The dishes are so different that it is really a matter of personal taste which one you would feel is better or tastier. Below you will find a recipe from both countries in their most traditional form. Prepare them and see what you think, buen provecho!

Don Ceviche (Peru)

Recipe from “Ceviche – Peruvian Kitchen” by Martin Morales (find here)
(appetizer for 4 persons)


Amarillo Chili Leche de Tigre

  • 1/4 inch (5 mm) piece fresh ginger, cut in half
  • 1 small clove garlic, cut in half
  • 4 roughly chopped cilantro sprigs
  • 8 limes, juiced
  • 1/2 teaspoon salt
  • 2 teaspoons Amarillo Chile Paste


  • 1 large red onion, very thinly sliced
  • 1 1/3 lb (600 g) sea bass fillet (or other white fish), skinned and trimmed
  • Amarillo Chili Tiger’s Milk (above)
  • A few cilantro sprigs, leaves finely chopped
  • 1 limo chili, seeded and finely chopped
  • 1 sweet potato, cooked and cut into small cubes
  • Fine sea salt

To make the tiger’s milk: Put the fresh ginger, garlic, cilantro sprigs, and the lime juice in a bowl. Stir and then leave to infuse for 5 minutes. Strain the mixture through a sieve into another bowl. Add salt and amarillo chili paste and mix well. This will keep for 4 hours in the fridge.

To make the ceviche: Rinse the onion and then leave it to soak in iced water for 10 minutes. Drain thoroughly, spread out on a paper towel or a clean kitchen towel to remove any excess water and then place in the fridge until needed. This will reduce the strength of the onion and help to keep the slices crisp.

Cut the fish into uniform strips of around 1 1/4 by 3/4 inch (3 by 2 cm). Place in a large bowl, add a good pinch of salt, and mix together gently with a metal spoon. The salt will help open the fish’s pores. Leave this for 2 minutes and then pour over the tiger’s milk and combine gently with the spoon. Leave the fish to “cook” in this marinade for 2 minutes.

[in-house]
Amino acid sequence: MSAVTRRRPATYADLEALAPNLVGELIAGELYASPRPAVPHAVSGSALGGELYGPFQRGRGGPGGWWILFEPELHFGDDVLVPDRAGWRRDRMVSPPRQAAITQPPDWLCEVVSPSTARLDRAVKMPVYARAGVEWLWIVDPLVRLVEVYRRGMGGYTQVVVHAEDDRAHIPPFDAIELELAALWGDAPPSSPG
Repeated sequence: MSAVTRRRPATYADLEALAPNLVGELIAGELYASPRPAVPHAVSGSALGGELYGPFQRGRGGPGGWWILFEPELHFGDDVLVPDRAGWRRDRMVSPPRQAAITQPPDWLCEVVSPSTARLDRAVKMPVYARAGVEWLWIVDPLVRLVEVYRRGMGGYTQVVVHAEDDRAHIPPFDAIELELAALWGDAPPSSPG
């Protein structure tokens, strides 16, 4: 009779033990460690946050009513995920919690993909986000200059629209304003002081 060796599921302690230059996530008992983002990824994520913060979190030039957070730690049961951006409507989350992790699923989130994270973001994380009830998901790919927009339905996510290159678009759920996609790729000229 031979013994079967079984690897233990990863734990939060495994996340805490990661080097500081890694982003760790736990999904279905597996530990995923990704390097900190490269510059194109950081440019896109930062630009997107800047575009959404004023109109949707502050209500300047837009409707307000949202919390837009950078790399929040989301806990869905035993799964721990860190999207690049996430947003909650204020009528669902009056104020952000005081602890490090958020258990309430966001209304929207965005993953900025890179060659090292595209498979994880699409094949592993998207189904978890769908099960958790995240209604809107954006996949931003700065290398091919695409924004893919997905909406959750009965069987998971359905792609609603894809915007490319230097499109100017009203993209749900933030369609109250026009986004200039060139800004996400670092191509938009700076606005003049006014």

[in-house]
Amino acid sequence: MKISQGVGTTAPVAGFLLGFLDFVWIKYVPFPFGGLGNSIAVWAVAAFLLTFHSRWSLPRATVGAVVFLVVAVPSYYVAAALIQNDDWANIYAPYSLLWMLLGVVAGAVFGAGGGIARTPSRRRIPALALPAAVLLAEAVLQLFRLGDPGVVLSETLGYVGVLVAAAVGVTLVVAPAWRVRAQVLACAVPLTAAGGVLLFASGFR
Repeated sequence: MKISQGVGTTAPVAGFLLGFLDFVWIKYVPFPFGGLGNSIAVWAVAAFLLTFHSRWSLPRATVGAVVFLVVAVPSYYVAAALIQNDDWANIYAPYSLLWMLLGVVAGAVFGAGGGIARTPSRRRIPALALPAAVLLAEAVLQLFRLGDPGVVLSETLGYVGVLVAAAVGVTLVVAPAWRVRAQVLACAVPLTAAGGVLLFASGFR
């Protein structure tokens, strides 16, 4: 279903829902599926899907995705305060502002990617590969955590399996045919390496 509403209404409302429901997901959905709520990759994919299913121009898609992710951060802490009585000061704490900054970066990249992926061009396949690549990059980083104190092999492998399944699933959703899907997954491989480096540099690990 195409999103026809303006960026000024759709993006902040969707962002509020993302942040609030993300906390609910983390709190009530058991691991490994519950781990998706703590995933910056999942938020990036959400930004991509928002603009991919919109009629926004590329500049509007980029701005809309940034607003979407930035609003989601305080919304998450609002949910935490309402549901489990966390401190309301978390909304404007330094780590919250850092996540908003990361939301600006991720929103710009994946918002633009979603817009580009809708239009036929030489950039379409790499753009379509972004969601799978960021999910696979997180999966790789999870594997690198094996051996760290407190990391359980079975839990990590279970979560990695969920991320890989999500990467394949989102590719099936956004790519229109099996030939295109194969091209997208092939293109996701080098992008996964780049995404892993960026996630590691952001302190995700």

Add the onion, cilantro, chili, and sweet potato to the fish. Mix together gently with the spoon and taste to check that the balance of salt, sour, and chili is to your liking. Divide among serving bowls and serve immediately.

Cebiche de camarón (Ecuador)

Recipe from “La Cocina del Ecuador” by Mauricio Armendaris
(appetizer for 4 persons)


  • 2 cups of cooked shrimp
  • 1 cup of red onion thinly sliced ​​and washed with water and salt
  • 7 tablespoons of lemon
  • 1/2 tablespoon of salt
  • 1/2 teaspoon of mustard
  • 2 teaspoons of cilantro, chopped and washed
  • 1 tablespoon of tomato sauce
  • 1/4 tablespoon of ground pepper
  • 1/2 teaspoon MSG sodium glutamate (aji-no-moto, also available in Japanese stores)
  • 1 cup of tomato or two large tomatoes cut into cubes
  • 1/2 cup of orange juice
  • 1/2 cup of water in which the shrimp were cooked
  • 1 teaspoon of chopped chili
  • 3 tablespoons of corn oil
  • For garnish: fried banana or plantain chips

Put the onion, lemon and salt in a bowl. Mix well and leave for 7 minutes.
Add mustard, tomato sauce, sodium glutamate, pepper, chili, cilantro and tomato; mix everything thoroughly.
Add shrimp, orange juice and half a cup of the shrimp’s cooking water and mix well again.
Add 3 tablespoons of corn oil and serve immediately with the banana chips.